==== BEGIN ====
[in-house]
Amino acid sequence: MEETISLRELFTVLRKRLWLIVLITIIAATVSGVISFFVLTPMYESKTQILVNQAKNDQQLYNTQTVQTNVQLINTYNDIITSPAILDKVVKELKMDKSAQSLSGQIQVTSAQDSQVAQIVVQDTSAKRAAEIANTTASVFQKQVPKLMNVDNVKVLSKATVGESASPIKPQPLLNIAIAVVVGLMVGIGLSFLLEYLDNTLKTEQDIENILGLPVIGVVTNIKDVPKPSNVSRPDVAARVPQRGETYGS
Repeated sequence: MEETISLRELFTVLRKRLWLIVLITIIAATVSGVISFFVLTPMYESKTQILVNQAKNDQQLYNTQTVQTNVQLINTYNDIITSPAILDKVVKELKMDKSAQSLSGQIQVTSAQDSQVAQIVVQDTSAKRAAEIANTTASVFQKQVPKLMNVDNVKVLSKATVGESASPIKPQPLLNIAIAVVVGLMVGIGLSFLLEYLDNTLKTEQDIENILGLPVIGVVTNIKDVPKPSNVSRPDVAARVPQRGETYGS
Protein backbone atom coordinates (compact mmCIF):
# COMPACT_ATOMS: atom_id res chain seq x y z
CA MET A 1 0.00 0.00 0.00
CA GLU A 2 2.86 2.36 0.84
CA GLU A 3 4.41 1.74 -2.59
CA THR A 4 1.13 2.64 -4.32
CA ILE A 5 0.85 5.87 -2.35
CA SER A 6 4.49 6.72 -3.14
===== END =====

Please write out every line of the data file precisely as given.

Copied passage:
[in-house]
Amino acid sequence: MEETISLRELFTVLRKRLWLIVLITIIAATVSGVISFFVLTPMYESKTQILVNQAKNDQQLYNTQTVQTNVQLINTYNDIITSPAILDKVVKELKMDKSAQSLSGQIQVTSAQDSQVAQIVVQDTSAKRAAEIANTTASVFQKQVPKLMNVDNVKVLSKATVGESASPIKPQPLLNIAIAVVVGLMVGIGLSFLLEYLDNTLKTEQDIENILGLPVIGVVTNIKDVPKPSNVSRPDVAARVPQRGETYGS
Repeated sequence: MEETISLRELFTVLRKRLWLIVLITIIAATVSGVISFFVLTPMYESKTQILVNQAKNDQQLYNTQTVQTNVQLINTYNDIITSPAILDKVVKELKMDKSAQSLSGQIQVTSAQDSQVAQIVVQDTSAKRAAEIANTTASVFQKQVPKLMNVDNVKVLSKATVGESASPIKPQPLLNIAIAVVVGLMVGIGLSFLLEYLDNTLKTEQDIENILGLPVIGVVTNIKDVPKPSNVSRPDVAARVPQRGETYGS
Protein backbone atom coordinates (compact mmCIF):
# COMPACT_ATOMS: atom_id res chain seq x y z
CA MET A 1 0.00 0.00 0.00
CA GLU A 2 2.86 2.36 0.84
CA GLU A 3 4.41 1.74 -2.59
CA THR A 4 1.13 2.64 -4.32
CA ILE A 5 0.85 5.87 -2.35
CA SER A 6 4.49 6.72 -3.14